Non-State Actors and State-Building in Libya after 2011


Non-State Actors and State-Building in Libya after 2011

In this podcast, Professor Amal El-Obeidi discusses power struggles in Libya, as well as the country's instability since 2011. In the absence of a central state after the fall of Qaddafi's regime, processes of national reconciliation and transitional justice have been ineffective. Additionally, the increased number of municipalities after 2014 has led to new political divisions. El-Obeidi argues that local-level governing coalitions have often filled the void of state sovereignty and worked to reduce marginalization, as well as ensure equal access to resources. She focuses specifically on the increasing role of non-state actors in national reconciliation. In this context, tribes played a significant role in Libya's political and social life through ‘urf, or customary law. El-Obeidi highlights the position of women in local reconciliation dialogs within male-dominated councils. In addition to her research, El-Obeidi also speaks of the ways in which academic life has changed significantly for Libya scholars since 2011. The conflict in Libya has not only impacted academic facilities, but has made field research difficult, if not impossible. 
Amal El-Obeidi is Professor of Comparative Politics in the Department of Political Science at the University of Benghazi, Libya. Currently she is a fellow researcher at the Institute for African Studies at Bayreuth University, Germany. She is a founding member and vice president of the Libyan Experts Forum for Development since 2017. Author of Political Culture in Libya, her work has appeared in Open Democracy and Middle East Monitor. Prof. El-Obeidi's research interests include gender issue, local reconciliation, governance and security issues, migration, conflict resolution, and peace building. Her current research addresses tribalism in Libya from a gender perspective.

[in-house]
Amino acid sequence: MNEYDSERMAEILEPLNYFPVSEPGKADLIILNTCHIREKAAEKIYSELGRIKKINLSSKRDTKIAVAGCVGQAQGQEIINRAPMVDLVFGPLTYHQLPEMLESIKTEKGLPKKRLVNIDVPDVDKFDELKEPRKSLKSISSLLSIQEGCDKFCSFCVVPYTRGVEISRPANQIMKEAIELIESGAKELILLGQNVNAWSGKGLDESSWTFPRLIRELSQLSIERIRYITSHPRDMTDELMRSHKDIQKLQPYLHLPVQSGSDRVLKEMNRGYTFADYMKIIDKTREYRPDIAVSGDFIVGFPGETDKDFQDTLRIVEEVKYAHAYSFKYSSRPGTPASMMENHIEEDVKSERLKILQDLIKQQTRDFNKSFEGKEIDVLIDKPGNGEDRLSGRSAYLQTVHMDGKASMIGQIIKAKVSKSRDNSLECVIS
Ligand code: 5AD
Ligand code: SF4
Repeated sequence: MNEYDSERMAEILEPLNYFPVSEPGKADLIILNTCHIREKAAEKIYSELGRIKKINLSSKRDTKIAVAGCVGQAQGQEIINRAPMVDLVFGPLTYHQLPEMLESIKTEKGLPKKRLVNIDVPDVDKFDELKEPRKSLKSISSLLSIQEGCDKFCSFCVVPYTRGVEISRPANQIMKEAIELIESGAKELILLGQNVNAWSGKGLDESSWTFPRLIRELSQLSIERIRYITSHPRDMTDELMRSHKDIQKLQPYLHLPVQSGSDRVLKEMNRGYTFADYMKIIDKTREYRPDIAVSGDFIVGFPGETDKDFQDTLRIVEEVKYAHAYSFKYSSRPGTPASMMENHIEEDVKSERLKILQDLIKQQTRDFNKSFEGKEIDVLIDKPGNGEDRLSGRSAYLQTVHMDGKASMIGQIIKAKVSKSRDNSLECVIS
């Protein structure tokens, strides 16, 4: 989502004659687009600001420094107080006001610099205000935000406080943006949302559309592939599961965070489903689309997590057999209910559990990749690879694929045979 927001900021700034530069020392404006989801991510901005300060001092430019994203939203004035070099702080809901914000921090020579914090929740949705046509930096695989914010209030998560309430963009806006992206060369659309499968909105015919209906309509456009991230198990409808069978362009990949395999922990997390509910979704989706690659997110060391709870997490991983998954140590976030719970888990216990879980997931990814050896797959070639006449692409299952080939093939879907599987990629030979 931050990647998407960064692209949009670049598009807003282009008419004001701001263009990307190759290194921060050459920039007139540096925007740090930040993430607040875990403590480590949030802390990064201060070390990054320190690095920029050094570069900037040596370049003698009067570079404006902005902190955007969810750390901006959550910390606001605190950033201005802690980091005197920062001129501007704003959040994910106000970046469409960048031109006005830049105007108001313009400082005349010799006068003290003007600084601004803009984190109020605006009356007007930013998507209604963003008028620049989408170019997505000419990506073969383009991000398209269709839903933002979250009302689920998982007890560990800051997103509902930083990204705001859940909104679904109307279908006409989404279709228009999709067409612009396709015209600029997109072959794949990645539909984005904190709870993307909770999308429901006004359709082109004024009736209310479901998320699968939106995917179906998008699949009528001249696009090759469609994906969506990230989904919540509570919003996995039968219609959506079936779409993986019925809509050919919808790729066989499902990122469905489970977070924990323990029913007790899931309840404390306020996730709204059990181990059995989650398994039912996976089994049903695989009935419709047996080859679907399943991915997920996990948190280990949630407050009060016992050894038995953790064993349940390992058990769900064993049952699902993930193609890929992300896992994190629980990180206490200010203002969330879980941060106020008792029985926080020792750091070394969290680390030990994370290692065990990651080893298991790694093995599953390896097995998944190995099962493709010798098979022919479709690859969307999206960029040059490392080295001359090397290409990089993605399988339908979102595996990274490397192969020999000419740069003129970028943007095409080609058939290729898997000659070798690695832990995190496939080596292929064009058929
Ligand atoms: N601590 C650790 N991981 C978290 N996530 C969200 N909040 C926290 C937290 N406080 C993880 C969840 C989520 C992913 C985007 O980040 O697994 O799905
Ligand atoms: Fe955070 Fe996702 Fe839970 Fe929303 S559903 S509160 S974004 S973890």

Jacob Mundy, Associate Professor of Peace and Conflict Studies at Colgate University, conducted this interview on November 23, 2020. This podcast is part of the "Supporting Critical Research and Strengthening Scholarly Capacity in Algeria, Libya, and Tunisia" project organized by the Centre d'Études Maghrébines à Tunis (CEMAT) and the Centre d'Études Maghrébines en Algérie (CEMA), and funded by the Carnegie Corporation of New York. Prof. Mundy heads the contemporary Libya studies research unit, of which Prof. El-Obeidi is a member.

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Posted by: Hayet Lansari, Librarian, Outreach Coordinator, Content Curator (CEMA).


Suggested Readings


Obeidi, Amal. 2020. "An Introductory Study on the Status, Challenges, and Prospects of Governance and Institutions in Libya." United Nations Economic and Social Commission for Western Asia. Beyrouth: United Nations House.

______. 2019. "Politics Socialization and National Identity in Libya." In Amal El-Obeidi et al. Libyan Identity: Multidisciplinary Approaches. University of Benghazi and University of Leiden: 219-247.

______. 2019. "Local Reconciliation in Libya: An Evaluation of the Local Agreements Since 2011." Spektrum: The Science Magazine of the University of Bayreuth (vol. 15).

______. 2019. "Local Reconciliation in Libya since 2011: Actors, Process, and Mechanisms." In Thomas Hüsken, Alexander Solyga and Dida Badi, eds. Multiplicities of Orders and Practices. Cologne: Rüdiger Köppe: 253-282.

______. 2017. "Political Socialization in Post-Qadhafi Libya: Analytical Study on Coexistance Values in Basic Education Curricula." In Riad Bin Khalifa, ed. Social Cohesion in Libya and Elsewhere. Tunis: Faculté des Sciences Humaines et Sociales de Tunis: 123-156.

______. 2015. Political Culture in Libya. London: Routledge.